Like a rock tumbling down hill, oil prices have broken 40 dollars per barrel and sustained their downward momentum. Bearish reports ranging from the outcome of the OPEC meeting in Vienna over a week ago to supply outlooks from the International Energy Agency continue to weigh on the global crude market and have further dampening effects on global financial markets. Particularly equity markets look troubled with the notion of a diminishing global growth picture, and the prospects of a global recession come 2016. Not just limited to the aforementioned reasons, but markets remain on a jittery footing heading into the Fed meeting this week. It is remarkable how much can change in one short week as market participants exhibit signs of discontent with what’s in the pipe for the year ahead.
The greater probability though is not so much a fear for how North American markets will react to Fed actions next week, but instead what will result in the world’s emerging markets. South Africa reminded us this week that there are greater fears for emerging market (EM) investors than simply the price of the US dollar and commodity markets. Simply put, the commodity markets slump has put downward pressure on some of the world’s EM’s as returns are depleted and pressure mounts on government revenues. A strong US dollar also inflates the burden of US dollar denominated debt many of the countries and residing corporations have issued to finance themselves. But with the pressure of inflated interest payments and depleted revenues comes political risk.
With South Africa as the example, the Treasury and the Central Bank have long been viewed as stable and independent institutions. The benefit of an independent treasury is that it is an added pressure to government to restrain their finances and keep government debt in check. This all changed for the Republic of South Africa this week when the President Jacob Zuma fired his finance minister and replaced him with an unknown party insider. The Economist Magazine actually cited a spike in Google searches of the man’s name as people were unfamiliar with who would be taking the helm of the country’s finances. As the fear is this was a politically motivated decision, the rand, South Africa’s currency, in a swift reaction sold off 5 per cent against the US dollar despite sitting on multi year lows.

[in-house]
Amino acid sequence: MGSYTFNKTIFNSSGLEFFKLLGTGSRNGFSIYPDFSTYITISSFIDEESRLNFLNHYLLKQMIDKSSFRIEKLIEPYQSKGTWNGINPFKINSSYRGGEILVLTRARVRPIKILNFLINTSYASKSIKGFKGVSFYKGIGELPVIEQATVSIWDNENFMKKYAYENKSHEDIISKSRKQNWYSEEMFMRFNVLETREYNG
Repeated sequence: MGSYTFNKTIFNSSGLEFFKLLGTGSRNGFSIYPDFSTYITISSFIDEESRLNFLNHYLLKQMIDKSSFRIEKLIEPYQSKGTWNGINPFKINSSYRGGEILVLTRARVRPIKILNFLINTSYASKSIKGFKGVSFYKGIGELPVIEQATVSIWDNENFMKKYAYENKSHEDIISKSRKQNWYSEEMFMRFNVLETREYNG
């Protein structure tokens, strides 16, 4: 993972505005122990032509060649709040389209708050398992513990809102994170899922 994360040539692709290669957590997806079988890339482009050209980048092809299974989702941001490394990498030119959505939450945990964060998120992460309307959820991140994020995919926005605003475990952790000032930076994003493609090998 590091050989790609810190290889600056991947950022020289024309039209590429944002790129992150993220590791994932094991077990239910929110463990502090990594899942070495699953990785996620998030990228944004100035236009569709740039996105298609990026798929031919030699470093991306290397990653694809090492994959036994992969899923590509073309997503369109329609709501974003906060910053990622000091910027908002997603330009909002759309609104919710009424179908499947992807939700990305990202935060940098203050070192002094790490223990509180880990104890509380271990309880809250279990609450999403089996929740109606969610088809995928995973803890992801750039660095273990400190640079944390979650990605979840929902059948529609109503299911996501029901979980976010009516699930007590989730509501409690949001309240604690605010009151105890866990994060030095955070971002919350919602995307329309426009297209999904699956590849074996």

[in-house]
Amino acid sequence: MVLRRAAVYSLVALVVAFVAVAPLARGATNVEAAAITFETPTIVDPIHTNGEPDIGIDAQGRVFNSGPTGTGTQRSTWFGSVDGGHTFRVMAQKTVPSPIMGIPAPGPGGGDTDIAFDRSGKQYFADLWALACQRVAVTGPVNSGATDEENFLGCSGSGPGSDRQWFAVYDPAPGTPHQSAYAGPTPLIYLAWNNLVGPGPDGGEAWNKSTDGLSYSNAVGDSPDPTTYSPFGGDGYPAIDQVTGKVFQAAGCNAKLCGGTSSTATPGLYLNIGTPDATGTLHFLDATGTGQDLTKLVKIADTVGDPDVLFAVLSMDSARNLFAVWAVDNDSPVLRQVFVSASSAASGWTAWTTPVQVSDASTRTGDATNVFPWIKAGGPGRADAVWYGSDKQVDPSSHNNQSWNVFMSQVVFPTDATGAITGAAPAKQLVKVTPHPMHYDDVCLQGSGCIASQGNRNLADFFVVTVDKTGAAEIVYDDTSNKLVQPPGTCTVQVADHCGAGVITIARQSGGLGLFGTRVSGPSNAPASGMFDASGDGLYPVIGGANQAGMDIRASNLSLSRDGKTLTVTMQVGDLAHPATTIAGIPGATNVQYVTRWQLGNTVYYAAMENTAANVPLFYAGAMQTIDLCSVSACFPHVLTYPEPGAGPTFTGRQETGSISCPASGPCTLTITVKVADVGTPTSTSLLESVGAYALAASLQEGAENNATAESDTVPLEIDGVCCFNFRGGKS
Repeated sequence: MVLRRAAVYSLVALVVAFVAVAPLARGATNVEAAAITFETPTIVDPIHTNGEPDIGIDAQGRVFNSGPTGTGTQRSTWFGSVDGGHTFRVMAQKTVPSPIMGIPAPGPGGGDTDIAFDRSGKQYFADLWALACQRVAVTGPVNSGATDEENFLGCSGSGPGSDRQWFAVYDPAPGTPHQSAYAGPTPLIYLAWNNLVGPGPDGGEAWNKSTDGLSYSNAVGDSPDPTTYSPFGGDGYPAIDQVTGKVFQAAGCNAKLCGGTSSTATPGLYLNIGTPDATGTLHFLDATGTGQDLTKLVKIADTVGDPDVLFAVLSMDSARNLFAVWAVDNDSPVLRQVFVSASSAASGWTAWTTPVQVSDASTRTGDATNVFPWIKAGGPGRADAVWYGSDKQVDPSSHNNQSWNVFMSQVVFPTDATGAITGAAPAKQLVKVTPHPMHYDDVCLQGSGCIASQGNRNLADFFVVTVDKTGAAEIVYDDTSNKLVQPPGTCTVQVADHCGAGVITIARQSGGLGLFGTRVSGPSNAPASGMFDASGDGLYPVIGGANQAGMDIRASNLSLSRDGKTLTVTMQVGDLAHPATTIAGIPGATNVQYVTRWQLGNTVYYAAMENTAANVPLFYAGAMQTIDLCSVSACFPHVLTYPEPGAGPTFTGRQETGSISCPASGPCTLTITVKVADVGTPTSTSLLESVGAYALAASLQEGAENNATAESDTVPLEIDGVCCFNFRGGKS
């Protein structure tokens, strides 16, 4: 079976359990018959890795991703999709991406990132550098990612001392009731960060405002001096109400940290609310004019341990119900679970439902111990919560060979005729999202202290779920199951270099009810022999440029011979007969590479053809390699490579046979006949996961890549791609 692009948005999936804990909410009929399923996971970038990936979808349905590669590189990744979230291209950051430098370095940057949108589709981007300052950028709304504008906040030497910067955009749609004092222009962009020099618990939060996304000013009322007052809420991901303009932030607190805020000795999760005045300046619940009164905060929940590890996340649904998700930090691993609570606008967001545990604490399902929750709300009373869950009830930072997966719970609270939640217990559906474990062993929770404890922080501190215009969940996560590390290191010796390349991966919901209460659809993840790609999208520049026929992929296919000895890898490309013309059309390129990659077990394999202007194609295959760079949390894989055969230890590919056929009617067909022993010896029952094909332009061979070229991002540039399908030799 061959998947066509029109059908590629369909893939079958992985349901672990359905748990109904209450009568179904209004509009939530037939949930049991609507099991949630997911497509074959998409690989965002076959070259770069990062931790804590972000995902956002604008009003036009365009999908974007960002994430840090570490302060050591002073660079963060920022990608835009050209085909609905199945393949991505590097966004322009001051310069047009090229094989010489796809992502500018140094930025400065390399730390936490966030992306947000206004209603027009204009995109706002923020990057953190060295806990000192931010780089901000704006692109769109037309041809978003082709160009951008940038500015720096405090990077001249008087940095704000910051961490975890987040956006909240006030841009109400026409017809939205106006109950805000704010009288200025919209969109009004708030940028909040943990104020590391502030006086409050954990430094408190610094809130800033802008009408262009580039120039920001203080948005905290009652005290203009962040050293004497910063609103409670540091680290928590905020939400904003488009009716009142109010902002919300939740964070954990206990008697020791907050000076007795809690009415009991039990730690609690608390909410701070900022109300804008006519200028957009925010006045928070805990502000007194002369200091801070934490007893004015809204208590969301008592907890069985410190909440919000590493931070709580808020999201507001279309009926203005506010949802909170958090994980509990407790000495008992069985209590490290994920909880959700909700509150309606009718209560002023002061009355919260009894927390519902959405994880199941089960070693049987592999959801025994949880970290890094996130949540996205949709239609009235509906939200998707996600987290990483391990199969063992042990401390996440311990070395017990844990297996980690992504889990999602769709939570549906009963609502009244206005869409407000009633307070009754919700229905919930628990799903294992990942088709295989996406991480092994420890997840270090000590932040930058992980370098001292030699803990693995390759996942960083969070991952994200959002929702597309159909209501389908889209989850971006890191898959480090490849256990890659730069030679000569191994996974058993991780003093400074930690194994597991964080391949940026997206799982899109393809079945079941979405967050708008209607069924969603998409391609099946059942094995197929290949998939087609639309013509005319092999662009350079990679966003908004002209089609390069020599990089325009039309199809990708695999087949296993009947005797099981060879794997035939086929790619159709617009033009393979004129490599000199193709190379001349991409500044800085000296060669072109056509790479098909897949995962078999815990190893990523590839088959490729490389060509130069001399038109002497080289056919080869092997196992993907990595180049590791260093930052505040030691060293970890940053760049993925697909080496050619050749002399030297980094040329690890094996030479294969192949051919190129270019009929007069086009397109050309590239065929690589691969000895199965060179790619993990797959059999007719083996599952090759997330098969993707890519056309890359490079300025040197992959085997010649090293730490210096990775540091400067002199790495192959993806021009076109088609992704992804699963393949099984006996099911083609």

This is a critical time for emerging market economies. Also, given the demand from EM’s for precious metals, it has direct implications for the gold market. At the beginning of December Fitch Rating Agency downgraded South Africa’s debt to one notch above junk status. This is as Debt-to-GDP rose from 2009 until present time from under 30 per cent to just above 45 per cent. Political risks, whether from South Africa or any other nation, become more prevalent for investors and can change the dynamic of global markets.
This will likely reinforce a theme for the beginning of 2016 that the dollar, if not for investment opportunity in US markets, will be attractive for its safe haven and even more so liquidity status. It’s a challenge for commodity markets to counter trend a strong US dollar and as long as the outlook for EM’s is bleak, a strong dollar may persist. The global economy will be challenged in 2016, and objectively, remains one of the bearish factors weighing on the gold market.